Monsters bigger than the Eiffel Tower will grow in the seas. They are many times more efficient at harvesting wind than pinwheels

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Wind turbines are an important part of the electricity mix in the near future. The biggest disadvantage on earth is their unstable energy production, so developers are increasingly moving them to coastal waters for stronger and more stable winds. In addition to higher initial investments, however, they hit the technological limit – the pole can be anchored only at depths of up to 60 meters, in practice they are no further than 30 kilometers from the coast.

Hywind, which opened its first floating wind farm about 40 kilometers off the coast of Aberdeen, Scotland, bravely struggles with the problem. It consists of six turbines with a heavy conical base that keeps the column in an upright position. Such equipment can be moored at depths of up to 900 meters.

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Installation of a floating turbine by a giant floating platform. Scheme of anchoring to the seabed. The actual thickness of the anchor ropes is impressive.

The concept proved to be viable. Hywind Power supplies 36,000 British households and has set several new performance records.

The Norwegian company Wind Catching Systems intends to move the same idea forward, but with a fundamentally different technology. The concept of the column and blades, which is based on medieval windmills, is being replaced Wind Catcher (windcatching.com), a gigantic system of 126 propellers of various sizes.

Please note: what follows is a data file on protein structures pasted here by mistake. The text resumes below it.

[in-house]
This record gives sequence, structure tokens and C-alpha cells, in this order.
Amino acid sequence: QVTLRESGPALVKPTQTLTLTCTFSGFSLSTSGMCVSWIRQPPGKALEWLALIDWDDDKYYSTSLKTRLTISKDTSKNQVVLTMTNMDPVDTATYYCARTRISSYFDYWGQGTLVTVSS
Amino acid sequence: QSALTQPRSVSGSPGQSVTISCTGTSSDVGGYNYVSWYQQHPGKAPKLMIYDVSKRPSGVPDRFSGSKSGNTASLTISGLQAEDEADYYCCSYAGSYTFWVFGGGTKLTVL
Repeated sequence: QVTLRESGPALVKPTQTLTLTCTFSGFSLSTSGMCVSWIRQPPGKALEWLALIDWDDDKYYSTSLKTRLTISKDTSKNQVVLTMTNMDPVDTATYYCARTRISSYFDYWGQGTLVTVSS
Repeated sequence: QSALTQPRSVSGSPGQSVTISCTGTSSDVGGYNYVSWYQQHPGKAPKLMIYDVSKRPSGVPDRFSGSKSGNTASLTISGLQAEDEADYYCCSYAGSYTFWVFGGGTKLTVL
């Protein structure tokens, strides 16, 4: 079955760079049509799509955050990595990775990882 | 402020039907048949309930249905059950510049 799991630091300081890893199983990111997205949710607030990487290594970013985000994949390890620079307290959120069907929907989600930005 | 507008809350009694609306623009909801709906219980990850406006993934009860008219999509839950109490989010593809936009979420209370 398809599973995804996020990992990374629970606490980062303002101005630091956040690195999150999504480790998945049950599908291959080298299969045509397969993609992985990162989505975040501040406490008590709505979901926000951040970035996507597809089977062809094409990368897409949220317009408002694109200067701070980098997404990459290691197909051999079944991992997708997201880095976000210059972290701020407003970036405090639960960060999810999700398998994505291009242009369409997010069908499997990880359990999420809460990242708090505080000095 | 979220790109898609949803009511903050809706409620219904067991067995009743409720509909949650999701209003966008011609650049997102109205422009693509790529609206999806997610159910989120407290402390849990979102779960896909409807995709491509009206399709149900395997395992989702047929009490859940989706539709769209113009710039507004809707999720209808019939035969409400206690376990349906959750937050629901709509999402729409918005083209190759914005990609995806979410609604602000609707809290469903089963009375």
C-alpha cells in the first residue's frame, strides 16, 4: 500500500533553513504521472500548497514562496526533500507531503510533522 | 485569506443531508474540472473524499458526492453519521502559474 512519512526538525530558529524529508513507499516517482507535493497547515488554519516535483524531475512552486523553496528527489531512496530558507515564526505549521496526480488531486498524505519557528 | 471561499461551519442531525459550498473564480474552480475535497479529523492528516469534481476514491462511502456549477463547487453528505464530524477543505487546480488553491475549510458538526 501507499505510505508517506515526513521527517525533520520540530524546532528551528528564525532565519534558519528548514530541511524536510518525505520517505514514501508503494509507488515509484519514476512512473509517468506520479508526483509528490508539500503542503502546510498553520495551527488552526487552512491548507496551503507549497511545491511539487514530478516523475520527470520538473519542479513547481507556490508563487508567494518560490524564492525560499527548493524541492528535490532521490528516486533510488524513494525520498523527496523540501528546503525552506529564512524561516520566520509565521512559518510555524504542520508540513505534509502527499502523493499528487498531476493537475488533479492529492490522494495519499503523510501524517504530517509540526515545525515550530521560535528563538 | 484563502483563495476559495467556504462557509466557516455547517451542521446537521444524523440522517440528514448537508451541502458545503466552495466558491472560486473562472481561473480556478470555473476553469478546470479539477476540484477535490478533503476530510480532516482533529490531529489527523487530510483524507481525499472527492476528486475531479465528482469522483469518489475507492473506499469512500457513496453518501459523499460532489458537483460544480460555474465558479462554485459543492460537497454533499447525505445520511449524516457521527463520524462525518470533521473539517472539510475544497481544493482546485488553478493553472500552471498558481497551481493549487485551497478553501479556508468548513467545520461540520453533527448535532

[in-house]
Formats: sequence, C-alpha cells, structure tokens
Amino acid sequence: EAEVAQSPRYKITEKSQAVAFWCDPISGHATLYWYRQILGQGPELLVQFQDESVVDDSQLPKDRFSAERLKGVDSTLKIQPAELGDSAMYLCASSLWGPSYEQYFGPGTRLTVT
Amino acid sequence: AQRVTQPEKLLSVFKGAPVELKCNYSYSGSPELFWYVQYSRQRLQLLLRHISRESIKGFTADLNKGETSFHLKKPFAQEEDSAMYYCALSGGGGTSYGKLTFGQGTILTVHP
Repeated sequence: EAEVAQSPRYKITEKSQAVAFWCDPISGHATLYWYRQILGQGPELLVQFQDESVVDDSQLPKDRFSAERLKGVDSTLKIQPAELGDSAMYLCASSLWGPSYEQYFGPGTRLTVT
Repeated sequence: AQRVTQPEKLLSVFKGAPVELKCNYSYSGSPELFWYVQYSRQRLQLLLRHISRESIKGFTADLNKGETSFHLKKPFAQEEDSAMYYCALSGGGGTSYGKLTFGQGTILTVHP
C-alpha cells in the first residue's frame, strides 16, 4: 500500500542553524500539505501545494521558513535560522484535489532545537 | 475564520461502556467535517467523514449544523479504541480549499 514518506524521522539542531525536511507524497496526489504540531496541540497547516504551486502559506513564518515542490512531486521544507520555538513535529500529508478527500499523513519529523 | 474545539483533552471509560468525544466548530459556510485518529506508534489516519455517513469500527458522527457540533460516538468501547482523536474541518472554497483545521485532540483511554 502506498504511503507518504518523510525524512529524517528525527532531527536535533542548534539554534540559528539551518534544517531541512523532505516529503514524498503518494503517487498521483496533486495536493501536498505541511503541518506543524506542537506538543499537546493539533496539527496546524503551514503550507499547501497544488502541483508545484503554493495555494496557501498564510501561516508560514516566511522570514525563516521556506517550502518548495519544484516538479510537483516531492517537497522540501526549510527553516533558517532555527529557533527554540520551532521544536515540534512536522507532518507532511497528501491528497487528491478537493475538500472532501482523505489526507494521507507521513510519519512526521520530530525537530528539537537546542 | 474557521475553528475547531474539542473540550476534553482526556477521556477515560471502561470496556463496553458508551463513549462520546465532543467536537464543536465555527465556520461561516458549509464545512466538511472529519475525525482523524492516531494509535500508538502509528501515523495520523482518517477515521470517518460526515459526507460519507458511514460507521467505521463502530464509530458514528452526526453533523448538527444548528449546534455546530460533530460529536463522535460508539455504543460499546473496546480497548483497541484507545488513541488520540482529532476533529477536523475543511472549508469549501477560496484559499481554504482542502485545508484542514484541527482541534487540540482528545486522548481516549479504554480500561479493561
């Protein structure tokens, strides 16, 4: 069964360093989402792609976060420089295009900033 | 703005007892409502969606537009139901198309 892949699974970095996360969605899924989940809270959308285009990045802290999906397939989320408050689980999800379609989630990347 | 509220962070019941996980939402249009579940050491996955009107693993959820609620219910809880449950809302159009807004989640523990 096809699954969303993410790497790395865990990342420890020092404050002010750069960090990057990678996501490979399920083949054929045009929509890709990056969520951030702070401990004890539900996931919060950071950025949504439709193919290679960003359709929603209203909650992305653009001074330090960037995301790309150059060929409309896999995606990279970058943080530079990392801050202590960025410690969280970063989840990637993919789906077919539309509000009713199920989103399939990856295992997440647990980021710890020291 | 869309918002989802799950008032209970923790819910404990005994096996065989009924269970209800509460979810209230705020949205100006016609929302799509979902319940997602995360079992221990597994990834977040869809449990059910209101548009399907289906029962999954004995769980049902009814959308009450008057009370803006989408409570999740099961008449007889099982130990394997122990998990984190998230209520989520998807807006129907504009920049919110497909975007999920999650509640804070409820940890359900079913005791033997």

At 310 meters, the structure is taller than the Eiffel Tower. The upper floors of the rotors are thus exposed to faster winds. Large conventional “pinwheels” (the world record holder has leaves 118 meters long) can only be operated up to a certain wind speed, then there is a risk of destruction. For significantly smaller propellers (the longest blade on the Wind Catcher is 15 meters), the marginal wind speed is higher. This and the total area of ​​the blades means that the system will produce 400 gigawatt-hours of energy under ideal conditions – five times more than today’s largest and most powerful conventional wind turbine.

Smaller propellers are easier to manufacture, transport and maintain – it is not necessary to shut down the entire system to service a single unit. Operator access is provided by a simple lift and a system of sidewalks. Expensive specialized equipment, such as floating platforms used to install power plants, is not required for installation or major service interventions (see one of the photos above).

The first generation of wind farms from the 1990s is coming to an end and composite blades are difficult to recycle, so they accumulate in landfills. Wind Catcher sheets are aluminum, ie completely recyclable. The manufacturer predicts a service life of 50 years, which is about twice as long as conventional turbines.

The first Wind Catcher will go into pilot operation in the North Sea, promising theoretical parameters have taken hold in California, Japan and elsewhere. It is now “only” to verify the practice. Production is scheduled to begin this year, with the first Wind Catcher coming to sea in 2023 or 2024.

Do you like an even wilder project?

If you like bold technology projects, there is more North Sea Wind Power Hub, which surpasses anything that has emerged around wind turbines so far. In 2018, the Dutch company TenneT came up with the idea of ​​an artificial island in the shallows of Dogger Bank (about 125 kilometers from the British coast in the North Sea). It is intended to serve as a service center for giant wind turbines.

The island will be surrounded by thousands of turbines, together to supply 30 GW of energy to 80 million people in Germany, the Netherlands, Denmark and Britain. On an area of ​​6 km2 there is a planned airport, port, accommodation for staff and even a park with a lake. It should be done as early as 2027.



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